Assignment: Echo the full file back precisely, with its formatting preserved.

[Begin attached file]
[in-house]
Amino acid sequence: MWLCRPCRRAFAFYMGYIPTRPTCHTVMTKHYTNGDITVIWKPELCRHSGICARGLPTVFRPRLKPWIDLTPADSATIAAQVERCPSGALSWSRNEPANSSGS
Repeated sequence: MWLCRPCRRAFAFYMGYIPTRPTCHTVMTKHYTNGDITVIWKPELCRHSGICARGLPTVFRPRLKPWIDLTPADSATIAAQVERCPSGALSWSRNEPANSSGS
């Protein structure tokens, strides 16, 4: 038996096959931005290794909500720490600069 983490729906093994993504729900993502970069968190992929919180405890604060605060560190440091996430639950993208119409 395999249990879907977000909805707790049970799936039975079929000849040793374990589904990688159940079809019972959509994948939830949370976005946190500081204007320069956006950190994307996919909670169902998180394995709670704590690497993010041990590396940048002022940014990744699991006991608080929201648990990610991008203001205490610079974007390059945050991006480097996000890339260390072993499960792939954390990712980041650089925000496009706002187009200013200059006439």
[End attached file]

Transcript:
[in-house]
Amino acid sequence: MWLCRPCRRAFAFYMGYIPTRPTCHTVMTKHYTNGDITVIWKPELCRHSGICARGLPTVFRPRLKPWIDLTPADSATIAAQVERCPSGALSWSRNEPANSSGS
Repeated sequence: MWLCRPCRRAFAFYMGYIPTRPTCHTVMTKHYTNGDITVIWKPELCRHSGICARGLPTVFRPRLKPWIDLTPADSATIAAQVERCPSGALSWSRNEPANSSGS
């Protein structure tokens, strides 16, 4: 038996096959931005290794909500720490600069 983490729906093994993504729900993502970069968190992929919180405890604060605060560190440091996430639950993208119409 395999249990879907977000909805707790049970799936039975079929000849040793374990589904990688159940079809019972959509994948939830949370976005946190500081204007320069956006950190994307996919909670169902998180394995709670704590690497993010041990590396940048002022940014990744699991006991608080929201648990990610991008203001205490610079974007390059945050991006480097996000890339260390072993499960792939954390990712980041650089925000496009706002187009200013200059006439």